Thank you for helping us get this far. But we have a long way to go. We need your support to continue our work.

Our cases have been compared to Margaret Atwood's dystopian work of fiction, The Handmaid's Tale. Unfortunately, our cases are all too real.

In Wisconsin, yet another pregnant woman has been subjected to arrest, humiliation, and punishment for speaking honestly to her doctors and seeking help for her health problems. In this case, the state has already ruled that a woman who has yet to give birth is an abusive parent. The pregnant woman - who had sought medical help for serious health problems and the fact that she was self-medicating to address these problems - was reported to state authorities. Twice court hearings were held where her fetus had a lawyer but she did not. The state's response included incarcerating her for 17 days, where she received no prenatal care, spent time in solitary confinement, and was threatened with being shot with a Taser. NAPW is fighting this shocking abuse of state power.

In Alabama, more than 130 women have been arrested under an expansive judicial interpretation of the state's chemical endangerment of a child law. NAPW is moving on multiple fronts to challenge these arrests, and to help key investigative journalists in their efforts to unmask the politics behind this decision, including how it may be used to dismantle Roe v. Wade. As you read these words, a woman who took one Valium while pregnant, gave birth to a healthy child, and was found to be a good and responsible mother awaits trial on the felony charge of "chemical endangerment of a child." This mother could face up to 10 years in prison.

In New York, a woman was forced to have cesarean surgery. A physician wrote in her medical records: "The woman has decisional capacity. I have decided to override her refusal to have a c-section." And in Florida, a woman at 38 weeks of pregnancy received a letter from her hospital's chief financial officer threatening to force her to have cesarean surgery and to report her to child welfare authorities if she sought to deliver at that hospital and insisted on having a trial of labor.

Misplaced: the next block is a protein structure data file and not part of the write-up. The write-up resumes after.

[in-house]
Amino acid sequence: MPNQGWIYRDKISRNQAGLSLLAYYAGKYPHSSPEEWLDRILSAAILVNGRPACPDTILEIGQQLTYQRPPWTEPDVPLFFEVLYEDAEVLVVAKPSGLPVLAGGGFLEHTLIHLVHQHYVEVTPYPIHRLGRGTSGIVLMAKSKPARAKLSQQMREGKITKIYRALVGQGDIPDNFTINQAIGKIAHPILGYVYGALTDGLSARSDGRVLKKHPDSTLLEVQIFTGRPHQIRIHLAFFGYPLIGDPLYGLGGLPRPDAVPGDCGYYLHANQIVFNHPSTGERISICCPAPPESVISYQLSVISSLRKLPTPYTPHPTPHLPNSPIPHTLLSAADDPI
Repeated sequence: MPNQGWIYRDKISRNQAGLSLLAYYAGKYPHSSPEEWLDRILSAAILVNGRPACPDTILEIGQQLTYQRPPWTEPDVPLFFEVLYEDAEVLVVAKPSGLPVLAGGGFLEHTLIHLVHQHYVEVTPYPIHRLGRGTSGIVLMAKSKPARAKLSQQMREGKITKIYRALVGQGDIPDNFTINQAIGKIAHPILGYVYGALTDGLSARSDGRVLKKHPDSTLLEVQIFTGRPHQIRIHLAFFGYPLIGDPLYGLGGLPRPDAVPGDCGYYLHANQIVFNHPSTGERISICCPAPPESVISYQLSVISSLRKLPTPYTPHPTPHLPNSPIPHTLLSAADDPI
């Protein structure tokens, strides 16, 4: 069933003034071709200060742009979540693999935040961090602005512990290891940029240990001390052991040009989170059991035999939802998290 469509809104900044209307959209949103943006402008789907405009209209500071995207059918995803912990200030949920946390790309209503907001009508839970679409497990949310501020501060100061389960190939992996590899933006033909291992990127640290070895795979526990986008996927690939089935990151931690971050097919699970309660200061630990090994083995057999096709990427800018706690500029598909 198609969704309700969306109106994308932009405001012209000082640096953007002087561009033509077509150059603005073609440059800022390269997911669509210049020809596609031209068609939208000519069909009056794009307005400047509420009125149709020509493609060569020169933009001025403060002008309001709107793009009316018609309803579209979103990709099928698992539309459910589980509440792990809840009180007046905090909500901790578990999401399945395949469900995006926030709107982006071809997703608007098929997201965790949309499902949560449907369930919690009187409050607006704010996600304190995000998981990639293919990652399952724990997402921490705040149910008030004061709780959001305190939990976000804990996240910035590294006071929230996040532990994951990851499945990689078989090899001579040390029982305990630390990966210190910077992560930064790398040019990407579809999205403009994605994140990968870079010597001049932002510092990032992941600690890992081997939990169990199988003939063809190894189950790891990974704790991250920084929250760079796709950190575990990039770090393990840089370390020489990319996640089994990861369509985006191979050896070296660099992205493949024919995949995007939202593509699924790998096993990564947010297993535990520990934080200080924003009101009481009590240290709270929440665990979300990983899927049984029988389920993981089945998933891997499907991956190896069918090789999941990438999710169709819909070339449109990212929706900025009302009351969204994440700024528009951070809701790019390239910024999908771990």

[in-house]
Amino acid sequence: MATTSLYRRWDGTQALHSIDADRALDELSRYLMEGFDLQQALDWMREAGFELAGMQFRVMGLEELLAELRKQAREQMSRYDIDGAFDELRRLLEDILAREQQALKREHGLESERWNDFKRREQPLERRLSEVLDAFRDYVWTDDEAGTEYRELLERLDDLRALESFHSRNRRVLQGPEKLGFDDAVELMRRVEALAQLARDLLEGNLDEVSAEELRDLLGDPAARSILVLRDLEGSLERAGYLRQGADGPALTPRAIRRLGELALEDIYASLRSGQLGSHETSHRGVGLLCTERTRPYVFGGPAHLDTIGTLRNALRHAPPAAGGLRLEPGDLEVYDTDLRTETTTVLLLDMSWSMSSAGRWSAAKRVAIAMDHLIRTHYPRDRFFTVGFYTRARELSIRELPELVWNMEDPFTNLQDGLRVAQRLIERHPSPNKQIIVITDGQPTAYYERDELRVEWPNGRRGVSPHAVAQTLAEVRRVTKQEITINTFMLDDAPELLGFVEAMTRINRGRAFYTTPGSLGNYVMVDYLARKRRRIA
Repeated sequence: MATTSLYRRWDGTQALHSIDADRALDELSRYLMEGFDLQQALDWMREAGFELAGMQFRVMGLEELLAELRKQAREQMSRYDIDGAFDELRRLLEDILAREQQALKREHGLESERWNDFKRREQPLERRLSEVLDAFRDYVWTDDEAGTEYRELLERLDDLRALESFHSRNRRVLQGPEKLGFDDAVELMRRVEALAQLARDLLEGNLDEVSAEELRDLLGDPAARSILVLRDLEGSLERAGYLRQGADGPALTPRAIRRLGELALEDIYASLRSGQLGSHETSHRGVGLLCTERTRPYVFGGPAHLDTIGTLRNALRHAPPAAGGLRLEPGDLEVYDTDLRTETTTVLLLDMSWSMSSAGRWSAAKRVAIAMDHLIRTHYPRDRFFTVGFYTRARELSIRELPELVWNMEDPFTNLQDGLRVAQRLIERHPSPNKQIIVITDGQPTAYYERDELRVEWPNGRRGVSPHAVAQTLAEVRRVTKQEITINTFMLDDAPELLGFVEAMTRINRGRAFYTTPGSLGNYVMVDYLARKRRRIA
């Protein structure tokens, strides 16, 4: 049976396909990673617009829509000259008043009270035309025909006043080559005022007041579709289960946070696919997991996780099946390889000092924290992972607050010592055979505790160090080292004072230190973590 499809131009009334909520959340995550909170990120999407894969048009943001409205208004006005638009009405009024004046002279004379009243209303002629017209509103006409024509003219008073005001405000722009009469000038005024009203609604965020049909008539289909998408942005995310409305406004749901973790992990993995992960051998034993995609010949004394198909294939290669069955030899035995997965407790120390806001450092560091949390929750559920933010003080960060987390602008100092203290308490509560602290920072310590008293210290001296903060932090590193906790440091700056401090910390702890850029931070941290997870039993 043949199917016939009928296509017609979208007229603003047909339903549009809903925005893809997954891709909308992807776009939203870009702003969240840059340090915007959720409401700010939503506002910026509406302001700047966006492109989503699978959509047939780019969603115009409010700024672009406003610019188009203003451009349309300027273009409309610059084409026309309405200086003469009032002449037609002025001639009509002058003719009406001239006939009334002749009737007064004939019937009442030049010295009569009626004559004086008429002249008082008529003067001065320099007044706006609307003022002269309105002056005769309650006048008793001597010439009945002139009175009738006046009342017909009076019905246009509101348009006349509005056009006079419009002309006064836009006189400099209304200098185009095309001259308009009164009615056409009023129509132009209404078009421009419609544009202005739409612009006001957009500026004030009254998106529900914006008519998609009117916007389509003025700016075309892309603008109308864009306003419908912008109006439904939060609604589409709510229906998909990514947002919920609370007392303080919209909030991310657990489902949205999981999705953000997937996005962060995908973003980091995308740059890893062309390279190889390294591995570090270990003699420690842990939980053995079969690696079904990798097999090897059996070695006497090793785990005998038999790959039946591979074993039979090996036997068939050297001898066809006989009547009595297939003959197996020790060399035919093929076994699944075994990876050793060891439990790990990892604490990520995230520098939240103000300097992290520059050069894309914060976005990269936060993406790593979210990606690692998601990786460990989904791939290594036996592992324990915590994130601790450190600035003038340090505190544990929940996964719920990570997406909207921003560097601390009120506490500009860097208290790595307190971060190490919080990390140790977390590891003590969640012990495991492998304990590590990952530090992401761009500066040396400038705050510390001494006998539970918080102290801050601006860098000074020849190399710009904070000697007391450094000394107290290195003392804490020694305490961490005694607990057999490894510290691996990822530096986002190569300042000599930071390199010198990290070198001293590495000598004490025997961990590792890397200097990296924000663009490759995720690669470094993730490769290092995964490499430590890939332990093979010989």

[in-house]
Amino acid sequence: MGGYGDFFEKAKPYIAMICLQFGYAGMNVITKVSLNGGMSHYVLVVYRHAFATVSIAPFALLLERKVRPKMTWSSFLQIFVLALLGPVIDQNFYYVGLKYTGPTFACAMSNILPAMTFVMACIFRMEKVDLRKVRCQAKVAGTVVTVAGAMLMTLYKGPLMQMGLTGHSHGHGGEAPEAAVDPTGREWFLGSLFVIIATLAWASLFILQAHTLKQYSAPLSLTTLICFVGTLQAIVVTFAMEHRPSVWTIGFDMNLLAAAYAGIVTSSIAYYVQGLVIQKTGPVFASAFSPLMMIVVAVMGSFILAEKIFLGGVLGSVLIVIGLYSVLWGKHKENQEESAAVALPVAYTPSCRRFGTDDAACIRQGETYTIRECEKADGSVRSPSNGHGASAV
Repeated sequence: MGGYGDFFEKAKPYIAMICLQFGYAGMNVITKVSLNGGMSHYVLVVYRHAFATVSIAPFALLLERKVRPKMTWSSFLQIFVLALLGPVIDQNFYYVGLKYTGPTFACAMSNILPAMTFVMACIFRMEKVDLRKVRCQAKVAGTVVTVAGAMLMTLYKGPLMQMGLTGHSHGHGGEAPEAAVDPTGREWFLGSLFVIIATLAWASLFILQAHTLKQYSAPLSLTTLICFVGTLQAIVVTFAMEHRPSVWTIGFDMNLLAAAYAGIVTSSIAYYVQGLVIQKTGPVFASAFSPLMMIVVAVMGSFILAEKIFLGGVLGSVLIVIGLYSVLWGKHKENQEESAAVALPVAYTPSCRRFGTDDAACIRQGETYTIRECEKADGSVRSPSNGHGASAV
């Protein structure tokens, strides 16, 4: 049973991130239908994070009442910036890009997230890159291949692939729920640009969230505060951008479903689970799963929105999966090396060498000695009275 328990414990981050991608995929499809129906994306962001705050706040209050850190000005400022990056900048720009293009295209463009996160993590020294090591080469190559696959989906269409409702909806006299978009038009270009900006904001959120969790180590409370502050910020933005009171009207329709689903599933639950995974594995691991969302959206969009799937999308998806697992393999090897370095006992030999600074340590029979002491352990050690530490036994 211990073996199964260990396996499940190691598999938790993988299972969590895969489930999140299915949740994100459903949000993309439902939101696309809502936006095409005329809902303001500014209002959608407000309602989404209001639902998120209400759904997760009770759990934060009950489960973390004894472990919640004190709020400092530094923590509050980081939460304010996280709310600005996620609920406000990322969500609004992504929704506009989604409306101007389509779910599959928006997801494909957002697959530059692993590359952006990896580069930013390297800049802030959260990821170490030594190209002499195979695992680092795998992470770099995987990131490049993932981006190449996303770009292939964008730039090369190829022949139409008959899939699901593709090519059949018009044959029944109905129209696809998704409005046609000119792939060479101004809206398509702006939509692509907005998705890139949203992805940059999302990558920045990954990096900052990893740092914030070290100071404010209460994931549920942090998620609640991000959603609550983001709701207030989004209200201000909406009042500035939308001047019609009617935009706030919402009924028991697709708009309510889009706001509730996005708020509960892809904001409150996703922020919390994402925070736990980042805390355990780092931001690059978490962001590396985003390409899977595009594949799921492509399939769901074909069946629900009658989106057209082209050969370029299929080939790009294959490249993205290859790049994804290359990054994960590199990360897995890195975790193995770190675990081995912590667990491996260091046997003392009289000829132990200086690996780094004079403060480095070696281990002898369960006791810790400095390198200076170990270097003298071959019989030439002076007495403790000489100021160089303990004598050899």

Voters in Tennessee passed Measure 1, a state constitutional amendment that appeared, on its face, to narrowly focus on abortion. We believe that Tennessee's Amendment 1 is better understood as a referendum on the personhood of pregnant women. This year, Tennessee also became the first state to pass a law explicitly designed to permit the arrest of women in relationship to their own pregnancies. The arrests have already begun and NAPW is already bringing attention to the cruel and counterproductive effects of this law. On top of this, the US Attorney in Tennessee has argued that if a woman commits a federal crime while pregnant, the government should be able to increase the severity of her punishment. NAPW is fighting these attacks on pregnant women.

NAPW is working on all of these cases and issues, and we are using them to show that the principles used to justify limiting abortion are the same ones used to judge, punish, and control all pregnant women.

With your help, we can turn handmaids' tales into reproductive justice victories.